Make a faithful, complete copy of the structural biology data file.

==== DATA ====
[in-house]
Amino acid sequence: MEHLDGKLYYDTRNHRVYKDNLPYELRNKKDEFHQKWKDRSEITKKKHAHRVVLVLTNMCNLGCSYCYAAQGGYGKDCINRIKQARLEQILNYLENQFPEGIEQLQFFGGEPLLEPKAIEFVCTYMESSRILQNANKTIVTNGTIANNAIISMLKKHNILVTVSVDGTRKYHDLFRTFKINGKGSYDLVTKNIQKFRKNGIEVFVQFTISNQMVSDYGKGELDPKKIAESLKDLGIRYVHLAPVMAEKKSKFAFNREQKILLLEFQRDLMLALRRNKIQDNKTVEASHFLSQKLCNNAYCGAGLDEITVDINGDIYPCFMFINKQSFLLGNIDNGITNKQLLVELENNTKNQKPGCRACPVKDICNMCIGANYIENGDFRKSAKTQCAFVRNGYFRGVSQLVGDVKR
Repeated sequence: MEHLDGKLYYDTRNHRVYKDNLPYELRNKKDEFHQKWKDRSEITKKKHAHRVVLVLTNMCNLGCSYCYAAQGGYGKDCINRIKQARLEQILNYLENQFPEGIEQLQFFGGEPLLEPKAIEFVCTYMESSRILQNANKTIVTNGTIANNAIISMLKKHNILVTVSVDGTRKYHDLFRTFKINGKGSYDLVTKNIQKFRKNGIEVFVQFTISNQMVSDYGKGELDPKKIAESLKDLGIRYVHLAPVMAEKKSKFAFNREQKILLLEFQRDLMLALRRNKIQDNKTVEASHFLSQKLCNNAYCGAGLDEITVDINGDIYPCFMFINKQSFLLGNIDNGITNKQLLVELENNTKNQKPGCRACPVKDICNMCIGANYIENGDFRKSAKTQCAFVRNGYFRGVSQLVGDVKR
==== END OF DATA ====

[in-house]
Amino acid sequence: MEHLDGKLYYDTRNHRVYKDNLPYELRNKKDEFHQKWKDRSEITKKKHAHRVVLVLTNMCNLGCSYCYAAQGGYGKDCINRIKQARLEQILNYLENQFPEGIEQLQFFGGEPLLEPKAIEFVCTYMESSRILQNANKTIVTNGTIANNAIISMLKKHNILVTVSVDGTRKYHDLFRTFKINGKGSYDLVTKNIQKFRKNGIEVFVQFTISNQMVSDYGKGELDPKKIAESLKDLGIRYVHLAPVMAEKKSKFAFNREQKILLLEFQRDLMLALRRNKIQDNKTVEASHFLSQKLCNNAYCGAGLDEITVDINGDIYPCFMFINKQSFLLGNIDNGITNKQLLVELENNTKNQKPGCRACPVKDICNMCIGANYIENGDFRKSAKTQCAFVRNGYFRGVSQLVGDVKR
Repeated sequence: MEHLDGKLYYDTRNHRVYKDNLPYELRNKKDEFHQKWKDRSEITKKKHAHRVVLVLTNMCNLGCSYCYAAQGGYGKDCINRIKQARLEQILNYLENQFPEGIEQLQFFGGEPLLEPKAIEFVCTYMESSRILQNANKTIVTNGTIANNAIISMLKKHNILVTVSVDGTRKYHDLFRTFKINGKGSYDLVTKNIQKFRKNGIEVFVQFTISNQMVSDYGKGELDPKKIAESLKDLGIRYVHLAPVMAEKKSKFAFNREQKILLLEFQRDLMLALRRNKIQDNKTVEASHFLSQKLCNNAYCGAGLDEITVDINGDIYPCFMFINKQSFLLGNIDNGITNKQLLVELENNTKNQKPGCRACPVKDICNMCIGANYIENGDFRKSAKTQCAFVRNGYFRGVSQLVGDVKR